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Accreditation/ Credit Designation

Physicians’ Education Resource®, LLC, is accredited by the Accreditation Council for Continuing Medical Education to provide continuing medical education for physicians.

These activites are not approved for AMA PRA Category 1 Credit™.

Acknowledgment of Commercial Support

This activity is supported by educational grants from AbbVie, Astellas, AstraZeneca, Celgene, Genentech, Genomic Health, Inc., Foundation Medicine, Inc., Lilly, Novartis Pharmaceuticals Corporation, and Pfizer.

For further information concerning Lilly grant funding visit www.lillygrantoffice.com.


Community Practice Connections: 15th Annual International Congress on the Future of Breast Cancer PER Pulse™ Recap

PER Pulse Recap

PER Pulse™ Recap



1 of 3

Emerging Strategies for Triple-Negative Breast Cancer

The 14th Annual International Congress on the Future of Breast Cancer®, held July 22-23, 2016, featured state-of-the-art approaches to the management of patients with breast cancer, as well as emerging therapeutic paradigms. This first of 3 PER Pulse™ Recaps from the congress focuses on new agents in development for the treatment of triple-negative breast cancer (TNBC).

Molecular profiling studies have revealed that TNBC is a heterogeneous collection of subtypes, each with distinct natural histories and potential biologic targets for therapy. While cytotoxic chemotherapy remains the standard of care, there are a number of molecularly targeted approaches in the later phases of clinical development.

Because BRCA1/2-mutated breast cancers exhibit intrinsic defects in homologous recombination DNA repair, they are hypothesized to be particularly sensitive to DNA-damaging agents or therapies that target other DNA repair pathways. Poly(ADP-ribose) polymerase (PARP) inhibitors such as olaparib, niraparib, and talazoparib, which block the base excision DNA repair pathway, are being investigated in phase III trials for patients with BRCA1/2-mutated, metastatic TNBC. In the neoadjuvant setting, the combination of veliparib plus carboplatin produced superior pathologic complete response rates compared with standard chemotherapy in the TNBC subset of patients in the I-SPY 2 trial.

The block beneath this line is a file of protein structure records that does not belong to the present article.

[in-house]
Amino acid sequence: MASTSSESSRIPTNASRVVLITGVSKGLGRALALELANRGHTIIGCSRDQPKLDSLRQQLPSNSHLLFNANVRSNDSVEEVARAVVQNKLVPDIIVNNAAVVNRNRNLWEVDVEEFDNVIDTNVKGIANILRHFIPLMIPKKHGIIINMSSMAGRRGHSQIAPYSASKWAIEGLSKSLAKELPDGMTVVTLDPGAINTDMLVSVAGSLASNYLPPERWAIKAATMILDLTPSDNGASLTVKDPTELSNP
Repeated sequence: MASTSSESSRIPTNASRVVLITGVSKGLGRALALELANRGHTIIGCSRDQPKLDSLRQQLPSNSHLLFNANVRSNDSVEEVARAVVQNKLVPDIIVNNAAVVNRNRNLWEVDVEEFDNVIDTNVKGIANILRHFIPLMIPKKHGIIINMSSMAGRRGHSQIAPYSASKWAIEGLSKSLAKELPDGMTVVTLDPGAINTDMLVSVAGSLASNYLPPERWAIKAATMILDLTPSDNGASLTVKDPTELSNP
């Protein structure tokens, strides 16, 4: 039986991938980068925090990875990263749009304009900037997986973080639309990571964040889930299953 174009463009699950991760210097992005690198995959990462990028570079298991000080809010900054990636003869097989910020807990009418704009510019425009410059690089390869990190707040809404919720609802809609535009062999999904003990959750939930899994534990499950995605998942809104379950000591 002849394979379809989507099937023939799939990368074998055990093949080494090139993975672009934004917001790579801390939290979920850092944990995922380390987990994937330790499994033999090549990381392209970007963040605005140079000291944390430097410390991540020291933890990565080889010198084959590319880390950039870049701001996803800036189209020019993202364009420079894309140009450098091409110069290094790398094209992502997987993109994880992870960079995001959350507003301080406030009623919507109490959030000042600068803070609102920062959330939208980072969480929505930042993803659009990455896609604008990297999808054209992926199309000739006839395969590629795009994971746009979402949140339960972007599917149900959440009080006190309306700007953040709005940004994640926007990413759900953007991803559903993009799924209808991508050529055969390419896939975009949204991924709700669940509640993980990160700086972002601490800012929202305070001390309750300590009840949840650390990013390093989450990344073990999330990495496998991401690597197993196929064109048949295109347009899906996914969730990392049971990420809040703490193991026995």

Another subset of TNBCs overexpress the androgen receptor (AR), and AR-targeted agents are being investigated for potential therapeutic effect. To date, modest activity has been observed with the AR inhibitors bicalutamide and enzalutamide as single agents (clinical benefit rates of 21% and 35%, respectively). Ongoing trials are further exploring these agents alone and in combination with other targeted therapies.

Several antibody-drug conjugates directed toward specific cell surface receptors also are being investigated in TNBC. These include sacituzumab govitecan (IMMU-132), which targets the TROP-2 antigen, and glembatumumab vedotin (CDX-011), which targets GPNMB.

Finally, the immune checkpoint inhibitors have stimulated significant interest, and this class of agents has the potential to be active across multiple TNBC subtypes. Phase I trials have reported objective response rates (ORRs) of approximately 19% with pembrolizumab and atezolizumab as single agents. In combination with nab-paclitaxel, atezolizumab produced an ORR of 46% as first-line therapy and 22% as second-line therapy in a phase Ib study in metastatic TNBC. Further follow-up of these trials is needed to determine the durability of these responses, and ongoing phase III trials will more rigorously investigate the potential benefit of immune checkpoint blockade in TNBC.

For additional commentary about these topics and others, visit www.gotoper.com to access more resources from the 14th Annual International Congress on the Future of Breast Cancer®, including downloadable slides from the meeting.



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PER Pulse™ Recap

Revolutionizing the Treatment of Hormone Receptor‒Positive, Metastatic Breast Cancer

The 14th Annual International Congress on the Future of Breast Cancer®, 2016, featured state-of-the-art approaches to the management of patients with breast cancer, as well as emerging therapeutic paradigms. This second of 3 PER Pulse™ Recaps from the congress focuses on the revolutionary role of CDK4/6 inhibitors for the treatment of hormone receptor (HR)‒positive metastatic breast cancer (MBC).